Figure 1: Special apparatus to simulate oral environments of temperature and humidity: (a) water tank, (b) view of tank apparatus: (i) water heater, (ii) water bomb, and (iii) thermometer.

Elastics were mounted between stainless steel pins on an acrylic board at 30 mm distance in regular intervals of one minute. The materials remain stretched for 1, 3, 6, 12, and 24-hour period in the water tank before the force reading. Each elastic band was carefully transferred to the strain gauges cantilevers at Emic DL 500 MF testing machine (Emic Co, Sao Paulo, Brazil) (Figure 2) in the same sequence intervals, which the elastics were mounted, on the acrylic boards. The cross-head speed was 30 mm/min and the load cell capacity was 20 N (Emic Co, Sao Paulo, Brazil). Force magnitudes of the elastics when stretched at the distance of 30 mm were recorded immediately after they were removed one-by-one from the boards. The tensile readings were recorded in centi- newtons (cN) with duration of one minute for each band.

Figure 2: Elastic testing Emic DL 500 machine.

Statistical calculations were performed with 2-way analysis of variance ( 𝑃 = 0 . 0 5 ) to compare the effects of time intervals, different manufacturers, and Bonferroni test for multiple comparisons.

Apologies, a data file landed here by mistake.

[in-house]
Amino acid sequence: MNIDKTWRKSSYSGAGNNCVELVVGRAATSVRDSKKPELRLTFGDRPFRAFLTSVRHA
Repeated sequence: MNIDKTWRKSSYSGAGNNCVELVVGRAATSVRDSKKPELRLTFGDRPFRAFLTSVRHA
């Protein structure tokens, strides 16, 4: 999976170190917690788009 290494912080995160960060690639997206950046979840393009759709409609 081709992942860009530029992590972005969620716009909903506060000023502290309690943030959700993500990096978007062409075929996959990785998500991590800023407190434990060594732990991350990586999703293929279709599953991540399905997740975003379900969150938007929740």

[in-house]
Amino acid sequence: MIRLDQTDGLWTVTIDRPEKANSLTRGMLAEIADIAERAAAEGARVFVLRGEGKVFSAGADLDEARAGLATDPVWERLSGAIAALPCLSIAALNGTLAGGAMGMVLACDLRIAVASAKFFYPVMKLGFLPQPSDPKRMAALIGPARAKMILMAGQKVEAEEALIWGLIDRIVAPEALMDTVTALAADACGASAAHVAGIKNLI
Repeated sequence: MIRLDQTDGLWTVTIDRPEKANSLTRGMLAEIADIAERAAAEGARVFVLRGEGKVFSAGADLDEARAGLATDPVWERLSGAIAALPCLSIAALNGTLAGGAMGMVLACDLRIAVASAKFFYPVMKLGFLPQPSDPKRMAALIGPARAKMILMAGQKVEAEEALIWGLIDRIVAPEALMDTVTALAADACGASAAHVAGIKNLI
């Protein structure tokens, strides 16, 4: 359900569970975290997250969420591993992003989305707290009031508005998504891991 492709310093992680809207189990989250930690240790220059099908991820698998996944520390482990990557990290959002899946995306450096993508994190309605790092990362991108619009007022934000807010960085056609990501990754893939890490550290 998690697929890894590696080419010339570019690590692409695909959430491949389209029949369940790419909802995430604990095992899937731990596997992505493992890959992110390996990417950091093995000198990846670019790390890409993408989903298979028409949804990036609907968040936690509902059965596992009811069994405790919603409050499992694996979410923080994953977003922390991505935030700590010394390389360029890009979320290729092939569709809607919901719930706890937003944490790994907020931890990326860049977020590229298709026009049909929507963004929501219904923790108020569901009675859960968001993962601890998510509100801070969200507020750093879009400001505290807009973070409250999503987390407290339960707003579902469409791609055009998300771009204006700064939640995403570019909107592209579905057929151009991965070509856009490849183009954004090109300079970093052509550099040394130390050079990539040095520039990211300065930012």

3. Results

Loads remaining at 1, 3, 6, 12, and 24 hours and the initial loads were determined for all types of elastics and means were recorded (Table 1). For the load relaxation from 1 hour through 24 hours, there were no consistent similarities among the AO, Tp, and Morelli elastics. The Morelli elastics maintained the greatest loads while AO maintained greater loads than Tp for 3/16, 1/4, and 5/16 elastics. The Tp showed greater loads than AO only during 0–3 hours for 3/16 elastics.

Table 1: Means and standard deviations (cN).

The difference between the amount of force remaining after immersion in the water tank and before the stretching was calculated. After the 24-hour time interval, the differences at 3/16 elastics were 23.2 cN (Tp), 33.8 cN (Morelli), 0 cN (AO); at 1/4 elastics: 32.8 (Morelli), 35.9 cN (Tp), 38.1 cN (AO); at 5/16 elastics: 26.7 (Morelli), 34.6 cN (AO), 52.7 cN (Tp). The force decay pattern was illustrated in Figures 3, 4, and 5. A notable drop-off of forces was seen during 0–3 hours, a slight increase from 3–6 hours and more stable pattern at 6–24 hours.

Figure 3: Force decay over time of 3/16 inch medium-force elastics.
Figure 4: Force decay over time of 1/4 inch medium-force elastics.
Figure 5: Force decay over time of 5/16 inch medium-force elastics.

The 2-way ANOVA test was used among different groups and times. Overall, there were statistically significant differences among manufacturers ( 𝑃 < 0 . 0 0 0 1 ) at different observation intervals ( 𝑃 < 0 . 0 0 0 1 ). The Bonferroni test showed significant differences among all groups after multiple comparisons.

4. Discussion